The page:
TABLE-US-00002 TABLE 2 Properties of Formulations 1-3 after addition of different amounts of Ca(OH)2. Ca(OH)2 Formulations added 1 2 3 0% Liquid Liquid Liquid PV ~70 cP PV ~72 cP PV ~140 cP 0.5%.sup. Viscous liquid Viscous liquid Gel/paste PV ~500 cP PV ~90 cP 1% Gel/Paste Solid Solid 1.5%.sup. Gel/Paste Hard solid Hard solid 2% Solid Hard solid Hard solid
 It can also be observed that, for Formulations 2 and 3 which contain some silicate, a solid structure was obtained by adding less Ca(OH)2. This may suggest that the presence of sodium silicate leads to the formation of some geopolymeric structures.
 To investigate the reactivity of the fluids in contact with Portland cement, Formulations 1 and 2 (described in Table 1) were poured on top of a cement core. After about 1 hour, the formation of a solid layer on the cement surface was observed. This confirms the reactivity of these fluids when in contact with a Portland-cement surface.
 To test the properties of repaired materials, experiments were performed to evaluate the adhesive properties of the different fluid formulations. A Portland-cement core (height: 5 cm; diameter: 2.5 cm) was cut vertically into two halves. One of the surfaces was covered with a thin layer of metakaolin fluid, and the halves were joined. For all of the formulations described in Table 1, the halves were glued together and were difficult to separate. The presence of sodium silicate (Formulations 2 and 3) enhanced this effect.
 Experiments were performed with fluids containing SuperFine Class F fly ash (from Scotash), with an average particle size below 10 micrometers. The fluid formulations are presented in Table 3.
 TABLE 3 Compositions of fluids containing fly ash, and properties of materials obtained after curing. 1 2 3 4 5 6 7 Class F 59 56 54 50 50 50 50 fly ash (wt %) H2O 41 39 39.4 50 50 50 50 (wt %) Na2SiO3 -- -- 1.6 -- -- -- -- (wt %) Ca(OH)2 -- 5 5 -- 2.9 4.7 6.4 added (wt %) After 1- Liquid, Paste Solid -- -- -- -- hour PV~20 cP curing at 60° C. After 1- Liquid, Solid Hard -- -- -- -- day PV~20 cP solid curing at 60° C. After 10 -- -- -- Liquid Solid Hard Hard days solid solid curing at 60° C.
 Formulation 1 is a dispersion of fly ash in water. Formulation 2 contains some Ca(OH)2 to test reactivity. Formulation 3 contains a small amount of sodium silicate solution (containing ˜60% water and ˜40% Na2SiO3). All the blends were prepared at room temperature and placed in an oven at 60° C. after mixing. After 1 hour the resulting materials were compared. As shown in Table 3, the simple dispersion of fly ash (Formulation 1) remained liquid. Rheology measurements showed that the PV, calculated by applying a linear dependence between shear stress and shear rate, was ˜20 cP. Formulation 2 became a paste, proving that the fly-ash dispersion became reactive after the addition of Ca(OH)2. Composition 3 developed into a hard solid, confirming that the presence of extra silicate leads to the formation of a different solid structure as observed for fluids containing metakaolin. After 24 hours at 60° C., the materials were compared again. No significant differences are observed for Formulation 1, which remained a liquid with approximately the same viscosity, while Formulations 2 and 3 continued to harden and form stronger solids. Formulations 4-7 were 50:50 blends by weight of fly ash and water. Formulation 4 contained no calcium hydroxide and was still liquid after ten days. Formulations 5-7 became solid.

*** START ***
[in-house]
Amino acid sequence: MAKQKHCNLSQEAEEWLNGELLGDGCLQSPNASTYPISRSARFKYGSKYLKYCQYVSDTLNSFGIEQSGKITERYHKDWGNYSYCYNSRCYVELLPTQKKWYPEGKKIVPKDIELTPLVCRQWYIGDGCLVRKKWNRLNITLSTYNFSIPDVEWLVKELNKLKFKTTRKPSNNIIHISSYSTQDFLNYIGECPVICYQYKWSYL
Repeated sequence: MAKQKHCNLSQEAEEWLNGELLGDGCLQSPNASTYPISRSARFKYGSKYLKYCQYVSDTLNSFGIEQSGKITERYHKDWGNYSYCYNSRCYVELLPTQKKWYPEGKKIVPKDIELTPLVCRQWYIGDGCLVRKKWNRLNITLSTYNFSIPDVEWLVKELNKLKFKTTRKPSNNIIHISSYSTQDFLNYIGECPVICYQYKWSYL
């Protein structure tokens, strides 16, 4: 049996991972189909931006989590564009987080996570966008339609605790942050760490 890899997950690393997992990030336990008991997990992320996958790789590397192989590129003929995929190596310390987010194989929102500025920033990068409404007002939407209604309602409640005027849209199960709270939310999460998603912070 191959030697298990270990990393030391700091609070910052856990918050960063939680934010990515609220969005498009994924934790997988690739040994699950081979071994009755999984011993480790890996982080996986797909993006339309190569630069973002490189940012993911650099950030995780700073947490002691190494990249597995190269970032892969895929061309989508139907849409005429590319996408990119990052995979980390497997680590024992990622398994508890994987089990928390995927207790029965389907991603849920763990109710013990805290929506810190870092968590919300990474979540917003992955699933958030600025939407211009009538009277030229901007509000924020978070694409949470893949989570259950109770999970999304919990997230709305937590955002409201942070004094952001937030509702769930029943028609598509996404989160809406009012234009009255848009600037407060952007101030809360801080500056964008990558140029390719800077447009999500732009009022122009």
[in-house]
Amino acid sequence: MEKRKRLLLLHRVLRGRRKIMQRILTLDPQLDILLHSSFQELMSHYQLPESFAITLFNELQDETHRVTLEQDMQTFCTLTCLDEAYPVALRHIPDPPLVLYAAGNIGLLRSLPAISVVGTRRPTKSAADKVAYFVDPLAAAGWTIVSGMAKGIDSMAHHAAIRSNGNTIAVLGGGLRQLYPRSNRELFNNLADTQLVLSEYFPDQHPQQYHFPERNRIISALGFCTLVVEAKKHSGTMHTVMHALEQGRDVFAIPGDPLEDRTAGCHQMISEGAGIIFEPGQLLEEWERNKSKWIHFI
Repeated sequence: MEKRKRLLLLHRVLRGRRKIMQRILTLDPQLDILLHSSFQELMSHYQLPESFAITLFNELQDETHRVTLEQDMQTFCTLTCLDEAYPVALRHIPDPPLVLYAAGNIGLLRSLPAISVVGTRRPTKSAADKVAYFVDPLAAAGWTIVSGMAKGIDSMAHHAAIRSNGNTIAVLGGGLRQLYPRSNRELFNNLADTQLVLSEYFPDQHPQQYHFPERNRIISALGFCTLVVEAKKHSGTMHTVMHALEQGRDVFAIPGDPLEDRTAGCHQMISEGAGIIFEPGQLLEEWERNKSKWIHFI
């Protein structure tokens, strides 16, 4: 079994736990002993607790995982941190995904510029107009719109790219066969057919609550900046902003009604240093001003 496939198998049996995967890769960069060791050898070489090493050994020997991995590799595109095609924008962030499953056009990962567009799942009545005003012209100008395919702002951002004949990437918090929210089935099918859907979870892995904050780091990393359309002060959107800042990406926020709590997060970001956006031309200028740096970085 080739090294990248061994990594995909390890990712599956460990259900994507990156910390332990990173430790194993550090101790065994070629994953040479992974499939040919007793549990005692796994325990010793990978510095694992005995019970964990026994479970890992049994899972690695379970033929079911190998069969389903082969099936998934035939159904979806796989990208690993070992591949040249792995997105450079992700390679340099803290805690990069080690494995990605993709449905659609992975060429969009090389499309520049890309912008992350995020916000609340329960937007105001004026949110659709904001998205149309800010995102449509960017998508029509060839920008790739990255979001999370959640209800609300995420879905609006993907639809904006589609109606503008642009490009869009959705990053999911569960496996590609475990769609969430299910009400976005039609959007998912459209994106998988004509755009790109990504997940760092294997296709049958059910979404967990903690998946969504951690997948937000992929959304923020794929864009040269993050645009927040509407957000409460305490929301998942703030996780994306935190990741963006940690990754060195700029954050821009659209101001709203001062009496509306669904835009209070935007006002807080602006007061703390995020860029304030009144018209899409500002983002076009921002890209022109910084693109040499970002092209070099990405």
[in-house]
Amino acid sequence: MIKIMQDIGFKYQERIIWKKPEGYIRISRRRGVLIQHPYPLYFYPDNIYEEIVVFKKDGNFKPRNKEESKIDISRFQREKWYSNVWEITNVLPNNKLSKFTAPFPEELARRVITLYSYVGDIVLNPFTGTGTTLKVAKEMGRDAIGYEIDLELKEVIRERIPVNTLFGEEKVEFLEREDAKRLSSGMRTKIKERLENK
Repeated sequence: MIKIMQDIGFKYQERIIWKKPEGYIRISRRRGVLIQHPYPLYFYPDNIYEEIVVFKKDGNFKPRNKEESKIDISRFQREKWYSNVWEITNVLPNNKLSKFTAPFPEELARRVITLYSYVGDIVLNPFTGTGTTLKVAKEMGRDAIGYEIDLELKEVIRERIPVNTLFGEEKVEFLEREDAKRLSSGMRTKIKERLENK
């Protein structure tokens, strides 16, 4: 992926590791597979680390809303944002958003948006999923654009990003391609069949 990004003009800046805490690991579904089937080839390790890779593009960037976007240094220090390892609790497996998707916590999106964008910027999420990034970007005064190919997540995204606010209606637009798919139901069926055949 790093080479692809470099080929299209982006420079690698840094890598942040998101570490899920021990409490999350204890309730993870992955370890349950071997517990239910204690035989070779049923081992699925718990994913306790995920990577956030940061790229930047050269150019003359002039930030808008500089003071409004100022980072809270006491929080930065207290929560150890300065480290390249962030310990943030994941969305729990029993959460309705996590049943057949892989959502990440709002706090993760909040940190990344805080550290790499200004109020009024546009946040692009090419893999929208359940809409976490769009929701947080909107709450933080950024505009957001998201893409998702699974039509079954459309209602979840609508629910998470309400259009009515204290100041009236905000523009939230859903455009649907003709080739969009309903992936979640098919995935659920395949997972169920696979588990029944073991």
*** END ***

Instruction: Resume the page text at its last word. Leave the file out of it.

A blend of alkali swellable latex (ASL) and metakaolin was prepared. For these experiments the metakaolin MetaStar 501 from Imerys and the alkali swellable latex TYCHEM 68710-00 from Dow Reichold were used. This ASL is a styrene-butadiene based latex with a particle size smaller than 200 nm. The formulation tested contained 90% wt of ASL and 10% wt of metakaolin. The metakaolin was added slowly to the ASL, and the blends were mixed for several minutes. Rheology measurements were performed. The shear stress was measured as a function of shear rate in the range 5-500 s-1. The PV values, obtained by assuming a linear dependence between shear rate and shear stress, are reported in Table 4. To verify stability, the two blends were left at room temperature for 4 hours. After storage the two formulations remained fluid. Rheology measurements detected showed no significant differences from the results obtained upon mixing.
TABLE-US-00004 TABLE 4 PV values obtained at 25° C. for blends containing 90 wt % ASL and 10 wt % metakaolin after mixing and after 4 hours storage. Blend ASL 90%/metakaolin 10% Pv (cP) at 25° C. 14 Pv (cP) at 25° C. after 4 hr 18
 Experiments were performed to evaluate the adhesive properties of the ASL/metakaolin blend. As described in Example 4, a Portland-cement core (height: 5 cm; diameter: 2.5 cm) was cut vertically into two halves. One of the surfaces was covered with a thin layer of ASL/metakaolin fluid, and the halves were joined. After a few minutes the halves were glued together and were difficult to separate. The adhesion improved with time.
 Although various embodiments have been described with respect to enabling disclosures, it is to be understood the invention is not limited to the disclosed embodiments. Variations and modifications that would occur to one of skill in the art upon reading the specification are also within the scope of the invention, which is defined in the appended claims.
Patent applications in class Carbocyclic ring is attached directly or indirectly to the ethylenic monomer by nonionic bonding (e.g., styrene, vinyl toluene, etc.)
Patent applications in all subclasses Carbocyclic ring is attached directly or indirectly to the ethylenic monomer by nonionic bonding (e.g., styrene, vinyl toluene, etc.)